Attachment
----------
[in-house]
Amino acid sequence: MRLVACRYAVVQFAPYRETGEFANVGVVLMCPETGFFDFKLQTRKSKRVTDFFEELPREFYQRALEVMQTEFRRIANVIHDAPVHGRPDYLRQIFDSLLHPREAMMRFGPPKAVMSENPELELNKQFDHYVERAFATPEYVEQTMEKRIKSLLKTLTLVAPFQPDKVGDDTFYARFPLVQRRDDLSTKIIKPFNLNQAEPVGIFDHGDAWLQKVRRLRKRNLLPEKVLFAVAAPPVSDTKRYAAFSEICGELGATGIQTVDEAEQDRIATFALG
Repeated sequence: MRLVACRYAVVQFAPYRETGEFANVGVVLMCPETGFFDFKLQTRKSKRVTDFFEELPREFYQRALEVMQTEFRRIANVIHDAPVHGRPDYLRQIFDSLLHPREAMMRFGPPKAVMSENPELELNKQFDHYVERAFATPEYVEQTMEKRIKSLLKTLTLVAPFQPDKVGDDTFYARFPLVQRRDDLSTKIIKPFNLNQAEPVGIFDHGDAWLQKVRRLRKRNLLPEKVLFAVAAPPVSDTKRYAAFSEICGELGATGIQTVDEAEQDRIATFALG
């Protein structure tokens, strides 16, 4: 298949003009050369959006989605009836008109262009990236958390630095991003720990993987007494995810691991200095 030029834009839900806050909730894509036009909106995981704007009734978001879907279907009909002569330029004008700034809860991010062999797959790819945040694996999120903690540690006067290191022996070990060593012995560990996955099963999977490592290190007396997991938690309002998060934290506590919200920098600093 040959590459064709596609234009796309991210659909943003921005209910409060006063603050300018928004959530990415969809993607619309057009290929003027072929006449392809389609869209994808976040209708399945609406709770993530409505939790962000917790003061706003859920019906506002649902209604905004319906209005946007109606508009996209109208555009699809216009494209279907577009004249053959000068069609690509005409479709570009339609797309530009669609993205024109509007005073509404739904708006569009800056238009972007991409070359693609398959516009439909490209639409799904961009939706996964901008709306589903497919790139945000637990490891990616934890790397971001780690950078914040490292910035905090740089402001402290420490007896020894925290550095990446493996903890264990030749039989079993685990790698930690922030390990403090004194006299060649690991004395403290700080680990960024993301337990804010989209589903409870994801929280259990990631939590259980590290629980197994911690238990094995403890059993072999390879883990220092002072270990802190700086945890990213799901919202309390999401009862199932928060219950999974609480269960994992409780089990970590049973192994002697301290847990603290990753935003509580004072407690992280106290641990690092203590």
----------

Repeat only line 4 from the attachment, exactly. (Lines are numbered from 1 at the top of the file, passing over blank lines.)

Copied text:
């Protein structure tokens, strides 16, 4: 298949003009050369959006989605009836008109262009990236958390630095991003720990993987007494995810691991200095 030029834009839900806050909730894509036009909106995981704007009734978001879907279907009909002569330029004008700034809860991010062999797959790819945040694996999120903690540690006067290191022996070990060593012995560990996955099963999977490592290190007396997991938690309002998060934290506590919200920098600093 040959590459064709596609234009796309991210659909943003921005209910409060006063603050300018928004959530990415969809993607619309057009290929003027072929006449392809389609869209994808976040209708399945609406709770993530409505939790962000917790003061706003859920019906506002649902209604905004319906209005946007109606508009996209109208555009699809216009494209279907577009004249053959000068069609690509005409479709570009339609797309530009669609993205024109509007005073509404739904708006569009800056238009972007991409070359693609398959516009439909490209639409799904961009939706996964901008709306589903497919790139945000637990490891990616934890790397971001780690950078914040490292910035905090740089402001402290420490007896020894925290550095990446493996903890264990030749039989079993685990790698930690922030390990403090004194006299060649690991004395403290700080680990960024993301337990804010989209589903409870994801929280259990990631939590259980590290629980197994911690238990094995403890059993072999390879883990220092002072270990802190700086945890990213799901919202309390999401009862199932928060219950999974609480269960994992409780089990970590049973192994002697301290847990603290990753935003509580004072407690992280106290641990690092203590």